The Elderberries are mostly found in moist to wet areas, roadsides, ditches, wetland and woodland margins at elevations ranging from 3-3000 m. It is a dominant under story species in riparian woodlands where it persists despite the competition from other species, it does not however grow well in closed story forests. American Elderberries are found from the central portion of the US (Wisconsin to Texas) all the way to the East Coast and as far North as Nova Scotia. The Red Elderberries are found in a more limited area on either coast of the US, from Alaska in the North and Northern California in the South on the Pacific Coast, Sporadically from Northern Idaho to Arizona and New Mexico in the central portion of the country, and from Wisconsin to Nova Scotia in the North East and West Virginia, Northern Virginia, Maryland and Delaware in the Mid-Atlantic/South.

Image Citation: (Red Elderberry) Gil Wojciech, Polish Forest Research Institute, Bugwood.org

American Elderberry is best distinguished by the black fruit, whereas the Red Elderberry has red fruit. Similar species include Box Elder and Ash, which have similar leaves however neither have fleshy fruits as the Elderberries do. The fleshy fruit is edible and has been used by various cultures including Native Americans, Spaniards, Cahuillas, French, Austrians, and Germans for many different purposes. The berries can be used to make wine, jams, jelly, syrup and pies. When dried they can be cooked down to form a sauce (sometimes called sauco by the Cahuillas) that does not require any type of sweetening. The flowers are sometimes added to batters, eaten raw, added to teas, or even fried for a sweet snack. The twigs can be used to tap Maple trees for Syrup collection, basket weaving, flute and clapper stick making, tinder and even homemade squirt guns (when hollowed out).

Image Citation: (Dwarf Elderberry) Jan Samanek, Phytosanitary Administration, Bugwood.org

Many Elderberries are planted for their ornamental value offering visual interest with both the flowers and the berries, others are planted for the wildlife value as they attract birds, small mammals, rodents, deer and butterflies. They are very a productive, adaptable and easy to establish species. Elderberries also are a very useful ground cover for stabilizing stream banks and other sites that are prone to erosion. Elderberries grow best from seed and are most often sown in the Fall season, cutting from this species are not very successful. This species is recommended for hardiness zones 3-8 and can be found at many nurseries for planting in your own garden.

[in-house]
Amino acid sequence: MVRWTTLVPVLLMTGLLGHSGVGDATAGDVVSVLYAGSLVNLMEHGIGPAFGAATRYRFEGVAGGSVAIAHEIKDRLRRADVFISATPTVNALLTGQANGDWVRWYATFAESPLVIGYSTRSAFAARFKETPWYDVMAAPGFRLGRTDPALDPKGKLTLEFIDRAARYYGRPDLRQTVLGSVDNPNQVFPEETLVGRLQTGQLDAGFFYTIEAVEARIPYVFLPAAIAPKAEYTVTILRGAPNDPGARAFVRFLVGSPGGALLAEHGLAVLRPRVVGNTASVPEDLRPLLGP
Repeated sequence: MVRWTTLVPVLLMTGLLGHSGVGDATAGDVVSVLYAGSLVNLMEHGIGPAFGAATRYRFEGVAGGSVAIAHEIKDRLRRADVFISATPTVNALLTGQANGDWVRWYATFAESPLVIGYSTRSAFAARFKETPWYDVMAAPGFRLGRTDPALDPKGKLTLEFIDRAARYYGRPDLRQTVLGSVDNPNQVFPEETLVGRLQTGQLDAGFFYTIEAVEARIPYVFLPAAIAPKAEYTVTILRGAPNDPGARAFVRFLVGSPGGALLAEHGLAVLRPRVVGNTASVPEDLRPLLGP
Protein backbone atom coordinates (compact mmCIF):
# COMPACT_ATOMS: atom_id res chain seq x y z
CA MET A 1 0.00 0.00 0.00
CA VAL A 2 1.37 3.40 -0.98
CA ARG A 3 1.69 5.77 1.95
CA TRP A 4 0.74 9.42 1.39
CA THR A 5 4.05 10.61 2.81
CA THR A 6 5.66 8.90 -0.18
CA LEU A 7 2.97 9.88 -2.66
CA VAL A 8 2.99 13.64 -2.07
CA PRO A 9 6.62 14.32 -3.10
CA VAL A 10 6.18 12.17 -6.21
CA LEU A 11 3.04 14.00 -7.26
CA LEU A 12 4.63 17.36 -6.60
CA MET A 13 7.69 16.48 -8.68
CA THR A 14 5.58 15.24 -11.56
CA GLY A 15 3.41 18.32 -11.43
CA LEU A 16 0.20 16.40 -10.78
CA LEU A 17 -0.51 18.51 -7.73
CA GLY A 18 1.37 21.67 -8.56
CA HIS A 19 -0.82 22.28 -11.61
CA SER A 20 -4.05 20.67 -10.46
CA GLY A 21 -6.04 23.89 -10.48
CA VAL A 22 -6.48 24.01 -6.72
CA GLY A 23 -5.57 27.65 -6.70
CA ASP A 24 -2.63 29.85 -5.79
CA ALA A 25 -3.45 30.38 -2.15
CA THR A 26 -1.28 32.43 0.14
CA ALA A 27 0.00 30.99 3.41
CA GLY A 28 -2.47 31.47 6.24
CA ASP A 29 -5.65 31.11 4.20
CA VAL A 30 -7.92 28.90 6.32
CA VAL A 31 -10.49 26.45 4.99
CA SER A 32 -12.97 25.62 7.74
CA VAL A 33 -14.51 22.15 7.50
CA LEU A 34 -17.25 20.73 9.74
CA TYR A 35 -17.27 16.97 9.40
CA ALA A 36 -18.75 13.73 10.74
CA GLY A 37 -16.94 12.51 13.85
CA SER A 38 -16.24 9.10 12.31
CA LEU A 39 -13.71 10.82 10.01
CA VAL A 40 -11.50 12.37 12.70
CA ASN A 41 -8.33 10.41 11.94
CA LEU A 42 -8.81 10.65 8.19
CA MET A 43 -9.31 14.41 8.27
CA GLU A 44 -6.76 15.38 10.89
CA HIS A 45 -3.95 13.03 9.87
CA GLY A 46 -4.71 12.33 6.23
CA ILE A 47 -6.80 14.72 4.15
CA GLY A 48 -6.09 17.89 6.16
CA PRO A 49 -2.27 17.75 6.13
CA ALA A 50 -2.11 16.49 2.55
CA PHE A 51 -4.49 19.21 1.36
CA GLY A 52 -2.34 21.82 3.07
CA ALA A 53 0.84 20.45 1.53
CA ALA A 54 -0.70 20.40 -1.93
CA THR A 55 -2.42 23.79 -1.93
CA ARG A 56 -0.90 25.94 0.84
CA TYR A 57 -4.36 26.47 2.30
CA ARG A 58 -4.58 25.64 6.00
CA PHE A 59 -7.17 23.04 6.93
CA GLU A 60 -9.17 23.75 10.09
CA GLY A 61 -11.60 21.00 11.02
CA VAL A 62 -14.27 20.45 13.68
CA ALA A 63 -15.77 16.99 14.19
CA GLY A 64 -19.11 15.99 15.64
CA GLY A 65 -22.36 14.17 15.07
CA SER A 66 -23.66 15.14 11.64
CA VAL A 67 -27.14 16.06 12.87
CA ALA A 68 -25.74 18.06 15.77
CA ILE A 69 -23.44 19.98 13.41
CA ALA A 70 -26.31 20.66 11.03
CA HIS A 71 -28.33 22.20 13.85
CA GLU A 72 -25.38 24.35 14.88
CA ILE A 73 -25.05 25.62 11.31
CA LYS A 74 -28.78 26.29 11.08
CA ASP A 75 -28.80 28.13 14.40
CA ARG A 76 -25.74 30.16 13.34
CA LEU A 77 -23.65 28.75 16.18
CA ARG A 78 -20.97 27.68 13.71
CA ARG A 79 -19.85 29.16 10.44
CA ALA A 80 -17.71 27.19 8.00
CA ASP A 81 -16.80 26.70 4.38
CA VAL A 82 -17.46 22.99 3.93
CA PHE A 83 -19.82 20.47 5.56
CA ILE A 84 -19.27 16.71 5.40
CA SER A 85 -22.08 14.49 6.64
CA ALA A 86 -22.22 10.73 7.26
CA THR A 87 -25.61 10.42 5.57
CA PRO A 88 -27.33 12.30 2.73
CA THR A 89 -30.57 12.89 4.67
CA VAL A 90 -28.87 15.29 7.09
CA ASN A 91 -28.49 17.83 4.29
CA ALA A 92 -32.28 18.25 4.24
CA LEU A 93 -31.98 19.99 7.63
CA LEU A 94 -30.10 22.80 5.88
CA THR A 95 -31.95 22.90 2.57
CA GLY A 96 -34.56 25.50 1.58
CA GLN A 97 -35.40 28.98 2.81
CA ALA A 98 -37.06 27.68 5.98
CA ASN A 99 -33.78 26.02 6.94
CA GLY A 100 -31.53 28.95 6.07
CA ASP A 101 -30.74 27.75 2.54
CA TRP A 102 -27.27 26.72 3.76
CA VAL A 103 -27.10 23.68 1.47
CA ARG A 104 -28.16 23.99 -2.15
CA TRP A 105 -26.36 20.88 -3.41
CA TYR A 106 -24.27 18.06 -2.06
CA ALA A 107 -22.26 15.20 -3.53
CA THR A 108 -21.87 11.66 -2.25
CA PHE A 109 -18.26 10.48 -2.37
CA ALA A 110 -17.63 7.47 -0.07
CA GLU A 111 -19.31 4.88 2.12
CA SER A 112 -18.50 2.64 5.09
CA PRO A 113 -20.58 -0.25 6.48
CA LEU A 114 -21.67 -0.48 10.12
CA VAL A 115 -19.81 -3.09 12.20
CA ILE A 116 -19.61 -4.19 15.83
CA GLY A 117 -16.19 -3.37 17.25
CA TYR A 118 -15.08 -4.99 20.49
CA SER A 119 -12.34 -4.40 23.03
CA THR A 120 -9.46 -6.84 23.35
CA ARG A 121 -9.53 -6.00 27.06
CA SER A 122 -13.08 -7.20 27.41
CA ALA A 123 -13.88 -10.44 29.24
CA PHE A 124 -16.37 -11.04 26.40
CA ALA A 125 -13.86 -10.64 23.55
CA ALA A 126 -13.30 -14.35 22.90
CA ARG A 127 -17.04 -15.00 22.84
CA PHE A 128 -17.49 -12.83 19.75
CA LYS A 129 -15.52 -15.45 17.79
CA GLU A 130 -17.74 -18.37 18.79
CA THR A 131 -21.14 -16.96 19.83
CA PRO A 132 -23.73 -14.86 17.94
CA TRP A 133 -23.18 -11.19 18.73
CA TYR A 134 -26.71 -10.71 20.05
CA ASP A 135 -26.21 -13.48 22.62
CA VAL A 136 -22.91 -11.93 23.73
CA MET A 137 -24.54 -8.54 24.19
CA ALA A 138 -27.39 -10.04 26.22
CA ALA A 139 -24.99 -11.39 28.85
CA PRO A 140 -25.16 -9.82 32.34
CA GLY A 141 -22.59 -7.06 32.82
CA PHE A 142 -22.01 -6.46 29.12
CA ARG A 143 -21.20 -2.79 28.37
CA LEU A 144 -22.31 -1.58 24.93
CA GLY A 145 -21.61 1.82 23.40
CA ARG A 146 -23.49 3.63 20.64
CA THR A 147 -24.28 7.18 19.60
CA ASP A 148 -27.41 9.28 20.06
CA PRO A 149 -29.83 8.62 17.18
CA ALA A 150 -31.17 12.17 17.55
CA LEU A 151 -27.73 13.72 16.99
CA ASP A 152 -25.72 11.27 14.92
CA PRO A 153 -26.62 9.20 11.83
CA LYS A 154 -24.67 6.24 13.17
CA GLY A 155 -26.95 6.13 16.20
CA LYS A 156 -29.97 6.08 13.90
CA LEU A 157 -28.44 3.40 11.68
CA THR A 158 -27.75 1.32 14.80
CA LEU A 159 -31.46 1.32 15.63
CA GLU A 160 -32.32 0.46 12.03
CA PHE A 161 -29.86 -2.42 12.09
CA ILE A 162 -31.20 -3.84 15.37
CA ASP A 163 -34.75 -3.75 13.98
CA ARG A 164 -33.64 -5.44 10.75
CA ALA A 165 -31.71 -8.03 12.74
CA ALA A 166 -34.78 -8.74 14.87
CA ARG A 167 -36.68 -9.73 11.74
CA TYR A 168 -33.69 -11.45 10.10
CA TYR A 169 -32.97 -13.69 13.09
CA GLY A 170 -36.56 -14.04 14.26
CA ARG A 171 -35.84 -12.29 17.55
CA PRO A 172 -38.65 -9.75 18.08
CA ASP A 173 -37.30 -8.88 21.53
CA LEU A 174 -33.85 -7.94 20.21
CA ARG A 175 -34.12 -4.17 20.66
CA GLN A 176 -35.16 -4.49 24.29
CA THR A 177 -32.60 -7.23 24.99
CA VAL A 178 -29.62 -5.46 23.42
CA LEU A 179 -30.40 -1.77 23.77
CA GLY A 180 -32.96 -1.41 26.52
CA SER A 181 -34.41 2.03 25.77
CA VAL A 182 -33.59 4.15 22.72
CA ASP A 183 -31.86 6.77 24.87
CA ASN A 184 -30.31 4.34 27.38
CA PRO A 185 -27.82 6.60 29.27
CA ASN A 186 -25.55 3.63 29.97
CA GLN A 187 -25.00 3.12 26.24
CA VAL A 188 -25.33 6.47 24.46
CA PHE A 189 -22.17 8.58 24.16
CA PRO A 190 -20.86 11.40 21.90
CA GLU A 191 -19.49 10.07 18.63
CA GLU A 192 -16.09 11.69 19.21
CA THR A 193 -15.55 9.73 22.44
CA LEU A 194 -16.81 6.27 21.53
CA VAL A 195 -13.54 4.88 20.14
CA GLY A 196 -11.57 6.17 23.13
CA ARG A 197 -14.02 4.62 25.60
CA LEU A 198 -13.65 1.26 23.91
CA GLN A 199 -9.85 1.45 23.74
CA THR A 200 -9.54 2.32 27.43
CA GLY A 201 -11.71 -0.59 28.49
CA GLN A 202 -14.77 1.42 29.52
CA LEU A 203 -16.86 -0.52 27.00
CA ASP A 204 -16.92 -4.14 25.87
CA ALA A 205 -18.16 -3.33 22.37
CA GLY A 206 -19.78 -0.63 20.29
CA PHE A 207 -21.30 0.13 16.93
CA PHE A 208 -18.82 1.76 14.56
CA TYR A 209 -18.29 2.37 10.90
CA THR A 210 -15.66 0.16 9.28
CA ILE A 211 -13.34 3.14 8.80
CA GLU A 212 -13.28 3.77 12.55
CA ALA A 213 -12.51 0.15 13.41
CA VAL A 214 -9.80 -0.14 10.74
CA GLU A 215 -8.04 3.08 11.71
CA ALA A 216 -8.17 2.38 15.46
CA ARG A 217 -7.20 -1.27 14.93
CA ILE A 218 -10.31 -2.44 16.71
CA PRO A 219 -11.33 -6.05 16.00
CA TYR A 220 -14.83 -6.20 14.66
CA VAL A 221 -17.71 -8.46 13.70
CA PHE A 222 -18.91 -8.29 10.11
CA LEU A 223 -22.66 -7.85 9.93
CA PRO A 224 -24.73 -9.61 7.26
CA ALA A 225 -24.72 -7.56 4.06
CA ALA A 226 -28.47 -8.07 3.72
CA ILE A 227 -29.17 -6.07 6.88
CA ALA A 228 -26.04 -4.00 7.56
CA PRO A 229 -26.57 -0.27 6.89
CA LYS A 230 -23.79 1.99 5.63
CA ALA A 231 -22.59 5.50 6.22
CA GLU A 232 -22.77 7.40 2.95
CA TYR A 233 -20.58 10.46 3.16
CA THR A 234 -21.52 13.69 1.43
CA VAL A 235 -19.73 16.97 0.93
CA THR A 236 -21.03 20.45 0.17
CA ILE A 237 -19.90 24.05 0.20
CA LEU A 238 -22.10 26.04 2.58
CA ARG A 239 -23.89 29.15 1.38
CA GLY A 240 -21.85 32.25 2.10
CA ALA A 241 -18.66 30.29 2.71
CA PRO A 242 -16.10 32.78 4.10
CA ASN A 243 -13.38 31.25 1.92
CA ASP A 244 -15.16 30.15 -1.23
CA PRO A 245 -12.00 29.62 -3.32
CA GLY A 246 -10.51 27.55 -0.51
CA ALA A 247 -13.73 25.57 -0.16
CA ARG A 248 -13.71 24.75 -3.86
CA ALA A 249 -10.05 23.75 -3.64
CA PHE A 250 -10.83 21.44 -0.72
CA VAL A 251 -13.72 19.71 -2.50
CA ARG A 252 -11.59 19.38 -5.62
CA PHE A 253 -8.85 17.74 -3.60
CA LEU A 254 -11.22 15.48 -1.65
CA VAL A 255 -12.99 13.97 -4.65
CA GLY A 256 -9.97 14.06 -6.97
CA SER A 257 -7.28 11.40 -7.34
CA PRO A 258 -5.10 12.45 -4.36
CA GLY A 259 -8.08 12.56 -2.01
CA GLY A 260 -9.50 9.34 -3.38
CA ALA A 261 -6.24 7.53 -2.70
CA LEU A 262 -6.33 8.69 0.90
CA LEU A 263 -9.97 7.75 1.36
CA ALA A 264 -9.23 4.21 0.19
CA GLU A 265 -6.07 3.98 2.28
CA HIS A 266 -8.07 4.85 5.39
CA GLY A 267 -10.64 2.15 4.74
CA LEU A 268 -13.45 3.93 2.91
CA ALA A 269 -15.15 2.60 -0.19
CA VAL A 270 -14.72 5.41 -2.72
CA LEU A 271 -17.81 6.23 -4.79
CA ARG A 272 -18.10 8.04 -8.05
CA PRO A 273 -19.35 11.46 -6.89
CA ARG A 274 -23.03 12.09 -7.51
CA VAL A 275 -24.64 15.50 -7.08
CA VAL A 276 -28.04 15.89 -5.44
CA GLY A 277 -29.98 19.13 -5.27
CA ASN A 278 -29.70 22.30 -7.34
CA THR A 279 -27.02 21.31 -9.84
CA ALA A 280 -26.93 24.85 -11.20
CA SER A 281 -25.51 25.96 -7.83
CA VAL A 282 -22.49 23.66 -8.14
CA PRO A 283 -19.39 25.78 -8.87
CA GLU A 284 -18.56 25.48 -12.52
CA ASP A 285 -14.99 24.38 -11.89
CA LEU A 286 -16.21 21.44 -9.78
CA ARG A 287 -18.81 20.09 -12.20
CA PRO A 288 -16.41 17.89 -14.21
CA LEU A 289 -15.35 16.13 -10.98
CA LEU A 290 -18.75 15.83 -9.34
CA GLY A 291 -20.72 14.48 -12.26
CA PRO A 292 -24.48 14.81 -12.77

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Thursday, August 15, 2019

Zelkova -Zelkova / Zelcova

The Zelkova -  is a deciduous tree in the Elm family that is native to Europe and Southeast Asia.  It is susceptible to Dutch Elm disease but most often survives it, this is one of the main reason why it is considered to be a replacement for the Elm tree.   With a vase shape and the ability to grow 90-100 feet tall with a 60-80 foot spread.  It has a moderate growth rate and thrives best in full sun locations.  


The leaves are 1 1/2 to 4 inches long, green when young and turning a brilliant orange to burnt umber in the fall.  This varities crown grows naturally in a vase shape very similar to that of the Elm.   The leaves are a simple shape with serrated edges.  There are not obvious flowers on this tree they are very small and inconspicuous.


The Zelkova grows in a variety of soils but prefers moist deep loams.  Established specimens are highly drought resistance.  This tree makes for an ideal street tree as they thrive even in pits that were they soil is restricted.  It also has a high disease and salt resistance.  


Image Citations: Richard Webb, Self-employed horticulturist, Bugwood.org


This tree thrives in zones 5-8 and is readily available from most local nurseries.  It will make for a sturdy addition to any landscape.

Wednesday, August 14, 2019

Apricot - Prunus armeniaca

Apricot - Prunus armeniaca is most easily recognized by the combination of broadly ovate to almost perfectly round leaves, pink flower buds and hairy fruit with stone inside. It is a small deciduous tree that reaches heights ranging from 16-30 feet on average. Originally introduced from China it is now found on roadsides and disturbed sites from 20-1600 m in the East from Pennsylvania in the North, West to Illinois and Missouri and South to Kansas. The Apricot grows in an upright erect fashion with a single trunk and rounded crown.


Image Citation: Eugene E. Nelson, Bugwood.org

The bark of the Apricot is deeply furrowed and Gray. The leaves are Alternate, simply shaped, broadly ovate to almost circular. The upper leaf surface is hairy along the veins, and the blades are 3-9 cm long. The flowers are 1.5-2.5 cm in diameter, 5 petals, pink when inside the bud, opening to a crisp white in Mid-Spring. The fruit is hairy, rounded or ellipsoid drupe, yellow to orange in color.